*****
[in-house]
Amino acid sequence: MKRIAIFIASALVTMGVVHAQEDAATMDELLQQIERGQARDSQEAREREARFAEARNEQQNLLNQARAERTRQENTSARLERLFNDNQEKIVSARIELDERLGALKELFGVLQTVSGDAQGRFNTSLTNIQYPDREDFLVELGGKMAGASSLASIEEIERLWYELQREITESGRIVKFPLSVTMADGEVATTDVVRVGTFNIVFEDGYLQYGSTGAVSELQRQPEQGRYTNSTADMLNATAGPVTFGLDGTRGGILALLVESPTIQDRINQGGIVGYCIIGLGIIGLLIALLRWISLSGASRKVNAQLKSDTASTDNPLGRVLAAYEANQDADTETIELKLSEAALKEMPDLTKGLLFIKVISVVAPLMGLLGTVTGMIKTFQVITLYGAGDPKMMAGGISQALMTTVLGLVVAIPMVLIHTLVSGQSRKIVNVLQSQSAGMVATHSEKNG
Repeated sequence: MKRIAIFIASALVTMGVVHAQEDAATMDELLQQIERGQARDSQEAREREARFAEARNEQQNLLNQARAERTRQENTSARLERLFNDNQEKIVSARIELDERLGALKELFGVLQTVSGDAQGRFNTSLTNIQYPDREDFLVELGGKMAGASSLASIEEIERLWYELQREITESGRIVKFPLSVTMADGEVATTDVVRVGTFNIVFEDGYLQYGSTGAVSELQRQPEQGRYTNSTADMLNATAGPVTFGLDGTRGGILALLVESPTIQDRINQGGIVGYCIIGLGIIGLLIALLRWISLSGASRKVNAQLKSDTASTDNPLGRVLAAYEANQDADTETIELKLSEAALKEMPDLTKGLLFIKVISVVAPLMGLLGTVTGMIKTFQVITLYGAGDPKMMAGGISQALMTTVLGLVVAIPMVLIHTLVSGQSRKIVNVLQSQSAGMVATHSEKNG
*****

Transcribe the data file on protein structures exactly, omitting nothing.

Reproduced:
[in-house]
Amino acid sequence: MKRIAIFIASALVTMGVVHAQEDAATMDELLQQIERGQARDSQEAREREARFAEARNEQQNLLNQARAERTRQENTSARLERLFNDNQEKIVSARIELDERLGALKELFGVLQTVSGDAQGRFNTSLTNIQYPDREDFLVELGGKMAGASSLASIEEIERLWYELQREITESGRIVKFPLSVTMADGEVATTDVVRVGTFNIVFEDGYLQYGSTGAVSELQRQPEQGRYTNSTADMLNATAGPVTFGLDGTRGGILALLVESPTIQDRINQGGIVGYCIIGLGIIGLLIALLRWISLSGASRKVNAQLKSDTASTDNPLGRVLAAYEANQDADTETIELKLSEAALKEMPDLTKGLLFIKVISVVAPLMGLLGTVTGMIKTFQVITLYGAGDPKMMAGGISQALMTTVLGLVVAIPMVLIHTLVSGQSRKIVNVLQSQSAGMVATHSEKNG
Repeated sequence: MKRIAIFIASALVTMGVVHAQEDAATMDELLQQIERGQARDSQEAREREARFAEARNEQQNLLNQARAERTRQENTSARLERLFNDNQEKIVSARIELDERLGALKELFGVLQTVSGDAQGRFNTSLTNIQYPDREDFLVELGGKMAGASSLASIEEIERLWYELQREITESGRIVKFPLSVTMADGEVATTDVVRVGTFNIVFEDGYLQYGSTGAVSELQRQPEQGRYTNSTADMLNATAGPVTFGLDGTRGGILALLVESPTIQDRINQGGIVGYCIIGLGIIGLLIALLRWISLSGASRKVNAQLKSDTASTDNPLGRVLAAYEANQDADTETIELKLSEAALKEMPDLTKGLLFIKVISVVAPLMGLLGTVTGMIKTFQVITLYGAGDPKMMAGGISQALMTTVLGLVVAIPMVLIHTLVSGQSRKIVNVLQSQSAGMVATHSEKNG